Clearing the fog
Without a doubt, the area of measuring know-how is undergoing fundamental change. For some the pace of reform is too slow, while for others it is a very scary proposition. This has led to an
debate on the perceived and actual value of specific measures.
I recently attended a talk on this topic and the conversation became very heated. One area of
was how to place a value on the notion of a corporate or business culture. The presenter, who was an
, argued that business culture was not an asset, it cannot be controlled and owned, so placing a value on its perceived worth was meaningless. Others in the audience took another view. They argued that the attitudes of staff and how they feel towards the business and its customers must be
on. They argued that a so-called bad culture has a debilitating effect on knowledge and innovation in any business or team. In that situation everything in a business becomes difficult. Not surprising they felt efforts must be taken to measure the culture of a business.
Similarly, clearing the fog of measure does not stop there. For example, what is the benefit of
a dollar value on a patent if the person who was primarily involved in its development
if a business has not captured their insights and knowledge before they left?
As you can see, clearing the fog on measuring know-how is not an easy task and it can raise more questions than answers. However, it is time for managers to search and trial different measures. As long as this is done in an accurate and
way, we will benefit. Particularly if accountability is high and the business looks to generate a more enlightened approach.
Sit back and watch as the debate on placing a better value on knowledge and innovation is explored in the
ahead. This topic will be firmly on the agenda for many
to come. However, managers cannot afford to wait and need to deploy a range of measures that go beyond just reporting. We need to mine out what knowledge is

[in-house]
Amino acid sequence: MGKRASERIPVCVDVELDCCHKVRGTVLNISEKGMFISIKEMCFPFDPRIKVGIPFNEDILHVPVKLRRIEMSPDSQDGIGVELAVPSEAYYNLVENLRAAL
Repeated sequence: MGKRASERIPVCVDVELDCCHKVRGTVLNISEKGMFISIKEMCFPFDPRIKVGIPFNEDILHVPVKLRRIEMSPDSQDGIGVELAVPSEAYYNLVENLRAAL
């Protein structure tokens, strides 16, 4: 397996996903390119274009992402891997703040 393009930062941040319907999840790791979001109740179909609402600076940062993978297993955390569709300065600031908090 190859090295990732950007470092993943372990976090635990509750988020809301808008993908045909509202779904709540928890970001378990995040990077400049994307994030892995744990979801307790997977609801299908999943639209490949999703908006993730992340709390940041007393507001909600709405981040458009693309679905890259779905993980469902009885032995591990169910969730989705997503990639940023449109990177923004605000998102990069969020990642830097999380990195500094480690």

and why, then stimulate
, tools and systems to make it easier to succeed. We may not be able to totally clear the fog on how to measure know-how but we can improve the level of awareness and inquiry on how know-how adds value.
In the knowledge era, business can no longer measure its performance and future purely on traditional financial
. What is required is a fresh approach to exploring how knowledge fuels business success. With this in mind it is
that each business asks and explores how its know-how is creating value. For example, what is the current standing in how a business
to its customers? How successful is the business in stimulating a
learning culture while protecting its intellectual property? Is a business able to build systems and processes it requires to foster improved innovation and service delivery? Such questions are central to ensuring
success. Only when these types of conversations and reporting become second nature will there be a formula for long-
growth, renewal and inspiration.
Passing the Final Test
The dynamic principle of fantasy at play . . . belongs to the child, and as such appears to be inconsistent with the principles of serious work. But without this playing with fantasy, no creative work has ever yet come to birth.
Passing the final test requires:
questioning our self-talk and inner dialogue
removing our ego from the equation
being aware of our
rediscovering the spirit of play at work.